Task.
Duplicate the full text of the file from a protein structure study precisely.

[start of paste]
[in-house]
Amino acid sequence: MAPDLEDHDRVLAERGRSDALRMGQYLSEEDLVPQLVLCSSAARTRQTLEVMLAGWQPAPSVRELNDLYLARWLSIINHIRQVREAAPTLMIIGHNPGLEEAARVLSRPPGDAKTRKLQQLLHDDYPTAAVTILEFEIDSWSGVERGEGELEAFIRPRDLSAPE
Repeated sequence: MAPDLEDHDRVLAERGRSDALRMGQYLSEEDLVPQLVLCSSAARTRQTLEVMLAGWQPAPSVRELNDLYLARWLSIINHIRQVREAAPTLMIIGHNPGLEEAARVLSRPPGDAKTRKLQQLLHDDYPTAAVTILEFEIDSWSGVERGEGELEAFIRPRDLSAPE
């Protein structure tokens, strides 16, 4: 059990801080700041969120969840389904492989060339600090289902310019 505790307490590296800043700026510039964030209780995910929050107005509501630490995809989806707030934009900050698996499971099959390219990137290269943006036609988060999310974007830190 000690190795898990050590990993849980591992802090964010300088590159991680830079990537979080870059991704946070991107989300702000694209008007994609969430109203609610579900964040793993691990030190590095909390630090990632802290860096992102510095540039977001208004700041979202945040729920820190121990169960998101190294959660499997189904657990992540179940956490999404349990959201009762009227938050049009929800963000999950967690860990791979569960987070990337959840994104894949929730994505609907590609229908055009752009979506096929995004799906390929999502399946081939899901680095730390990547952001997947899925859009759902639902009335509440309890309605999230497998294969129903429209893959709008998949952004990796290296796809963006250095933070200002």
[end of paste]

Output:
[in-house]
Amino acid sequence: MAPDLEDHDRVLAERGRSDALRMGQYLSEEDLVPQLVLCSSAARTRQTLEVMLAGWQPAPSVRELNDLYLARWLSIINHIRQVREAAPTLMIIGHNPGLEEAARVLSRPPGDAKTRKLQQLLHDDYPTAAVTILEFEIDSWSGVERGEGELEAFIRPRDLSAPE
Repeated sequence: MAPDLEDHDRVLAERGRSDALRMGQYLSEEDLVPQLVLCSSAARTRQTLEVMLAGWQPAPSVRELNDLYLARWLSIINHIRQVREAAPTLMIIGHNPGLEEAARVLSRPPGDAKTRKLQQLLHDDYPTAAVTILEFEIDSWSGVERGEGELEAFIRPRDLSAPE
């Protein structure tokens, strides 16, 4: 059990801080700041969120969840389904492989060339600090289902310019 505790307490590296800043700026510039964030209780995910929050107005509501630490995809989806707030934009900050698996499971099959390219990137290269943006036609988060999310974007830190 000690190795898990050590990993849980591992802090964010300088590159991680830079990537979080870059991704946070991107989300702000694209008007994609969430109203609610579900964040793993691990030190590095909390630090990632802290860096992102510095540039977001208004700041979202945040729920820190121990169960998101190294959660499997189904657990992540179940956490999404349990959201009762009227938050049009929800963000999950967690860990791979569960987070990337959840994104894949929730994505609907590609229908055009752009979506096929995004799906390929999502399946081939899901680095730390990547952001997947899925859009759902639902009335509440309890309605999230497998294969129903429209893959709008998949952004990796290296796809963006250095933070200002």